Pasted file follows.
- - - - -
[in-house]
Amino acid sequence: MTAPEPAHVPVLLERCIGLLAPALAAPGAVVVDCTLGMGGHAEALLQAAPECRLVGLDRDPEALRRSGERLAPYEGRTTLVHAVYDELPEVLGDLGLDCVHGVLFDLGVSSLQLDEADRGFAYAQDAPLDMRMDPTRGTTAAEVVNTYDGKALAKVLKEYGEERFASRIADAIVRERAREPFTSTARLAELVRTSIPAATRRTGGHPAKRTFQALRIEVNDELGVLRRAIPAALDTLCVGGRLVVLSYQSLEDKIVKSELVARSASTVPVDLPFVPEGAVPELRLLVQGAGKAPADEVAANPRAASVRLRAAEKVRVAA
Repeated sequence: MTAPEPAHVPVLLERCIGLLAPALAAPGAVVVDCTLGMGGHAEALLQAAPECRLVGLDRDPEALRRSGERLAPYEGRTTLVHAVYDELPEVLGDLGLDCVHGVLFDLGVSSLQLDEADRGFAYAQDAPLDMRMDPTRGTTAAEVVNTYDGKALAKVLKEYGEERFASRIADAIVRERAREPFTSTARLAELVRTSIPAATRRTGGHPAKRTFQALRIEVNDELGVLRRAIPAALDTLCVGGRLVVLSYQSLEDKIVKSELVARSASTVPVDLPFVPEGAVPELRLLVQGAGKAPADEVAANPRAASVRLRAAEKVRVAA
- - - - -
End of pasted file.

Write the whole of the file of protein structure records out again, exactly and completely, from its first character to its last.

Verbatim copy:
[in-house]
Amino acid sequence: MTAPEPAHVPVLLERCIGLLAPALAAPGAVVVDCTLGMGGHAEALLQAAPECRLVGLDRDPEALRRSGERLAPYEGRTTLVHAVYDELPEVLGDLGLDCVHGVLFDLGVSSLQLDEADRGFAYAQDAPLDMRMDPTRGTTAAEVVNTYDGKALAKVLKEYGEERFASRIADAIVRERAREPFTSTARLAELVRTSIPAATRRTGGHPAKRTFQALRIEVNDELGVLRRAIPAALDTLCVGGRLVVLSYQSLEDKIVKSELVARSASTVPVDLPFVPEGAVPELRLLVQGAGKAPADEVAANPRAASVRLRAAEKVRVAA
Repeated sequence: MTAPEPAHVPVLLERCIGLLAPALAAPGAVVVDCTLGMGGHAEALLQAAPECRLVGLDRDPEALRRSGERLAPYEGRTTLVHAVYDELPEVLGDLGLDCVHGVLFDLGVSSLQLDEADRGFAYAQDAPLDMRMDPTRGTTAAEVVNTYDGKALAKVLKEYGEERFASRIADAIVRERAREPFTSTARLAELVRTSIPAATRRTGGHPAKRTFQALRIEVNDELGVLRRAIPAALDTLCVGGRLVVLSYQSLEDKIVKSELVARSASTVPVDLPFVPEGAVPELRLLVQGAGKAPADEVAANPRAASVRLRAAEKVRVAA